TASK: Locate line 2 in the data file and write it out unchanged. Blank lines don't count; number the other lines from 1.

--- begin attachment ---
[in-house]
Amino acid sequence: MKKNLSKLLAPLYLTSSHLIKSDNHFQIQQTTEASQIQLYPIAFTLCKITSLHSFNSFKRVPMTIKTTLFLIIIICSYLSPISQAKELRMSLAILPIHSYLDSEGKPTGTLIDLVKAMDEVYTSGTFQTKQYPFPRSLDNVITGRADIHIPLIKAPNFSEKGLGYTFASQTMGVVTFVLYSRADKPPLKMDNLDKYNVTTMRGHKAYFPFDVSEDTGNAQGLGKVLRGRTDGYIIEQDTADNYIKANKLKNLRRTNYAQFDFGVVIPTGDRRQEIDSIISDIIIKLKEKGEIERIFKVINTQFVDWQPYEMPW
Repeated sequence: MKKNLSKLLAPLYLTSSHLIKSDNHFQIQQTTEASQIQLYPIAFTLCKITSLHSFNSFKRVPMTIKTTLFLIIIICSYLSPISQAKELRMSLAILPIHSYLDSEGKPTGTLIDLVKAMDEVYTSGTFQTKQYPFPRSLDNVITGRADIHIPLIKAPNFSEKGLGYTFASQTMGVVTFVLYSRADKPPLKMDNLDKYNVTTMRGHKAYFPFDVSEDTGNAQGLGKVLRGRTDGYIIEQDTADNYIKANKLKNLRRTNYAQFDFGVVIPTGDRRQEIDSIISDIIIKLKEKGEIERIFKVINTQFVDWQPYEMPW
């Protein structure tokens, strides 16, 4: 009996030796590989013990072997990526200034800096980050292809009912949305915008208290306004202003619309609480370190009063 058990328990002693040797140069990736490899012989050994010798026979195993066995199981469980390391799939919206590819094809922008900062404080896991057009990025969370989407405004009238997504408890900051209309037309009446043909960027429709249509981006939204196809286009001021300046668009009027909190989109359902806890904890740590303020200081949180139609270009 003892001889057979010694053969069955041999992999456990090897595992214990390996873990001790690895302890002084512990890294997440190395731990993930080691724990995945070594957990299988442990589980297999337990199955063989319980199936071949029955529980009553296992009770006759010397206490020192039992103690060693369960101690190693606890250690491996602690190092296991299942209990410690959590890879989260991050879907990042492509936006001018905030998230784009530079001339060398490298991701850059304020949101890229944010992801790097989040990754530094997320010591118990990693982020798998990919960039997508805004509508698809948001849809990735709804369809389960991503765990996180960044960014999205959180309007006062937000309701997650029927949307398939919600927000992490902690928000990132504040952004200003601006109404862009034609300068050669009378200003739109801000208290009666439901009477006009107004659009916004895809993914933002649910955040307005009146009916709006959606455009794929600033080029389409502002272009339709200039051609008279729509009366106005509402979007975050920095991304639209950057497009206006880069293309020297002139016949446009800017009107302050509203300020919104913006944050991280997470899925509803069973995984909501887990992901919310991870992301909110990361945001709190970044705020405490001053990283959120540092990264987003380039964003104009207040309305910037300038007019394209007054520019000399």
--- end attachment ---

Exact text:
Amino acid sequence: MKKNLSKLLAPLYLTSSHLIKSDNHFQIQQTTEASQIQLYPIAFTLCKITSLHSFNSFKRVPMTIKTTLFLIIIICSYLSPISQAKELRMSLAILPIHSYLDSEGKPTGTLIDLVKAMDEVYTSGTFQTKQYPFPRSLDNVITGRADIHIPLIKAPNFSEKGLGYTFASQTMGVVTFVLYSRADKPPLKMDNLDKYNVTTMRGHKAYFPFDVSEDTGNAQGLGKVLRGRTDGYIIEQDTADNYIKANKLKNLRRTNYAQFDFGVVIPTGDRRQEIDSIISDIIIKLKEKGEIERIFKVINTQFVDWQPYEMPW